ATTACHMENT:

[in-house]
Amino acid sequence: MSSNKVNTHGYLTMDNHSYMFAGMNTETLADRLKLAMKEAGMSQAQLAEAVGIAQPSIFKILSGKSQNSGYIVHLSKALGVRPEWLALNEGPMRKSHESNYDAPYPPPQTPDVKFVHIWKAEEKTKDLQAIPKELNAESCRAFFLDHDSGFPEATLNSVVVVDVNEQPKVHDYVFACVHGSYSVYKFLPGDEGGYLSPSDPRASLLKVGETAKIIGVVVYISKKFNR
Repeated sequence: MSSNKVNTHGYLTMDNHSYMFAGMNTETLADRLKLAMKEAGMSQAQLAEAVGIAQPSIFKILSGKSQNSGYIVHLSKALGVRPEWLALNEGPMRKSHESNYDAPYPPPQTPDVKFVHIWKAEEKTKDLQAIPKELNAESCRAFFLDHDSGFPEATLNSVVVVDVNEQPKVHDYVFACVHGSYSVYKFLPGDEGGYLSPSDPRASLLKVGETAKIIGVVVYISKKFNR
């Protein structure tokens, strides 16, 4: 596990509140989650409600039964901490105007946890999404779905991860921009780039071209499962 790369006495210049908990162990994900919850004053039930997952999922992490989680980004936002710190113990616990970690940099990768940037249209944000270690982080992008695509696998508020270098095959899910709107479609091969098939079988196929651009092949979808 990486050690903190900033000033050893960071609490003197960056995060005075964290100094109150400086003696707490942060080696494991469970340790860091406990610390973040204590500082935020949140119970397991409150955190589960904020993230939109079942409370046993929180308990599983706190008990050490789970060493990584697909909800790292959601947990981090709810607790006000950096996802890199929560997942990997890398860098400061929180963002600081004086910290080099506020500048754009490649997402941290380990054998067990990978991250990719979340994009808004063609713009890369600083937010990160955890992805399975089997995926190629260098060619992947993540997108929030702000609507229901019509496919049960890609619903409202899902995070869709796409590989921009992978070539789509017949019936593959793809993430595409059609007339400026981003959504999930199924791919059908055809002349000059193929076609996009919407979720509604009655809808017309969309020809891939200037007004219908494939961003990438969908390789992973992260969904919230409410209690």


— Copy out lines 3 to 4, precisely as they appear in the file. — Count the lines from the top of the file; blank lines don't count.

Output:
Repeated sequence: MSSNKVNTHGYLTMDNHSYMFAGMNTETLADRLKLAMKEAGMSQAQLAEAVGIAQPSIFKILSGKSQNSGYIVHLSKALGVRPEWLALNEGPMRKSHESNYDAPYPPPQTPDVKFVHIWKAEEKTKDLQAIPKELNAESCRAFFLDHDSGFPEATLNSVVVVDVNEQPKVHDYVFACVHGSYSVYKFLPGDEGGYLSPSDPRASLLKVGETAKIIGVVVYISKKFNR
């Protein structure tokens, strides 16, 4: 596990509140989650409600039964901490105007946890999404779905991860921009780039071209499962 790369006495210049908990162990994900919850004053039930997952999922992490989680980004936002710190113990616990970690940099990768940037249209944000270690982080992008695509696998508020270098095959899910709107479609091969098939079988196929651009092949979808 990486050690903190900033000033050893960071609490003197960056995060005075964290100094109150400086003696707490942060080696494991469970340790860091406990610390973040204590500082935020949140119970397991409150955190589960904020993230939109079942409370046993929180308990599983706190008990050490789970060493990584697909909800790292959601947990981090709810607790006000950096996802890199929560997942990997890398860098400061929180963002600081004086910290080099506020500048754009490649997402941290380990054998067990990978991250990719979340994009808004063609713009890369600083937010990160955890992805399975089997995926190629260098060619992947993540997108929030702000609507229901019509496919049960890609619903409202899902995070869709796409590989921009992978070539789509017949019936593959793809993430595409059609007339400026981003959504999930199924791919059908055809002349000059193929076609996009919407979720509604009655809808017309969309020809891939200037007004219908494939961003990438969908390789992973992260969904919230409410209690």